Scientists show that highly lethal viruses hijack cellular defences against cancer

August 3, 2018, Monash University
Dr. Gregory Moseley with Dr. Stephen Rawlinson and Tianyue Zhao. Credit: Monash University

Henipaviruses are among the deadliest viruses known to man and have no effective treatments. The viruses include Hendra, lethal to humans and horses, and the Nipah virus, a serious threat in East and Southeast Asia. They are on the World Health Organization Blueprint list of priority diseases needing urgent research and development action.

Now Monash University's Biomedicine Discovery Institute (BDI) researchers have identified a new mechanism used by Henipaviruses in infection, and potential new targets for antivirals to treat them. Their findings may also apply to other dangerous viruses.

The research was published today in Nature Communications.

A collaboration of scientists, led by Monash BDI's Dr. Gregory Moseley, found that Henipaviruses hijack a mechanism used by cells to counter DNA damage and prevent harmful mutations, important in diseases such as cancer.

Dr. Moseley said it was already known that the viruses send a particular protein into a key part of a cell's nucleus called the nucleolus, but it wasn't known why it did this.

He said the researchers showed that this protein interacted with a cell protein that is an important part of the DNA-damage response machinery, called 'Treacle'. This inhibited Treacle function, which appears to enhance henipavirus production.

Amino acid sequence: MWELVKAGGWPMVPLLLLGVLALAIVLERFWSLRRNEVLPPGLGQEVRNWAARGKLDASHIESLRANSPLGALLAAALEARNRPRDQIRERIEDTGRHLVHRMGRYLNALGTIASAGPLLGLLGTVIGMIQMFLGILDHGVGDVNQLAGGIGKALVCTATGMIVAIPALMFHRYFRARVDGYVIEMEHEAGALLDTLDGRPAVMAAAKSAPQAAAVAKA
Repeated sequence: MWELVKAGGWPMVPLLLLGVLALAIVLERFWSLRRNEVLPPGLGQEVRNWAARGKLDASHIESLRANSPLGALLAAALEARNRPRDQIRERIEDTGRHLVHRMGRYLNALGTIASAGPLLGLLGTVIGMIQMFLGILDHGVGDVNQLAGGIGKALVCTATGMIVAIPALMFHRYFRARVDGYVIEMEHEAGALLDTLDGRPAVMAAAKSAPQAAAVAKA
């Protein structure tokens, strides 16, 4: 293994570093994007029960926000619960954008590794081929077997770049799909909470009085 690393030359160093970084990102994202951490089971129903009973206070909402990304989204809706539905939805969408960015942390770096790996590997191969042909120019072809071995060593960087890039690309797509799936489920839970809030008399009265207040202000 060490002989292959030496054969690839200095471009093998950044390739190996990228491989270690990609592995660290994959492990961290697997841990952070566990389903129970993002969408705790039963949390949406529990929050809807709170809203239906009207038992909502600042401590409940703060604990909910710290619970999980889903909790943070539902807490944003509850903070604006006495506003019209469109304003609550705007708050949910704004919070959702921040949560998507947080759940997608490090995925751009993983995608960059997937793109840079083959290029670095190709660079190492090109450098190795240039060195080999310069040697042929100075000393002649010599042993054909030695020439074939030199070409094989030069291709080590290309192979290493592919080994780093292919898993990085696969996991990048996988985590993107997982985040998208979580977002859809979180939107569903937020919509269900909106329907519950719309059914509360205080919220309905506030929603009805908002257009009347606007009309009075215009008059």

(Treacle is, incidentally, involved in a craniofacial disorder called Treacher Collins syndrome, aired in the popular US movie Wonder in 2017.)

"What the virus seems to be doing is imitating part of the DNA damage response," Dr. Moseley said.

"It is using a mechanism your have to protect you against things like ageing and mutations that lead to cancer. This appears to make the cell a better place for the virus to prosper," he said.

According to Dr. Moseley, it is possible that blocking the from doing this may lead to the development of new anti-viral therapies.

Both Hendra and Nipah, which spread from bats to other animals and humans, emerged in the 1990s; Hendra in an outbreak in Brisbane in 1994 and Nipah in Malaysia in 1998. The viruses, which share outcomes including inflammation of the brain and severe respiratory symptoms, have since caused multiple outbreaks of disease. Nipah has killed several hundred people, including at least 17 people in the Indian state of Kerala in June.

"Nipah is not so important in Australia but it's the one people are concerned about internationally," Dr. Moseley said.

"Like Ebola, if you get a really big outbreak and it's not containable, it could be disastrous," he said.

He said the study's findings add insights into how viruses behave more generally.

"We identified a new way that viruses change the cell, by using the very same machinery that the cell normally uses to protect itself from diseases like cancer," he said.

"This seems to be heading towards exciting possibilities about what viruses might be doing," joint first author, Dr. Stephen Rawlinson said.

"We are now trying to work out exactly how changing the DNA damage response through Treacle is useful to this and other dangerous viruses," he said.

Explore further: Human vaccine to be developed for deadly Nipah and Hendra viruses

More information: Stephen M. Rawlinson et al, Viral regulation of host cell biology by hijacking of the nucleolar DNA-damage response, Nature Communications (2018). DOI: 10.1038/s41467-018-05354-7

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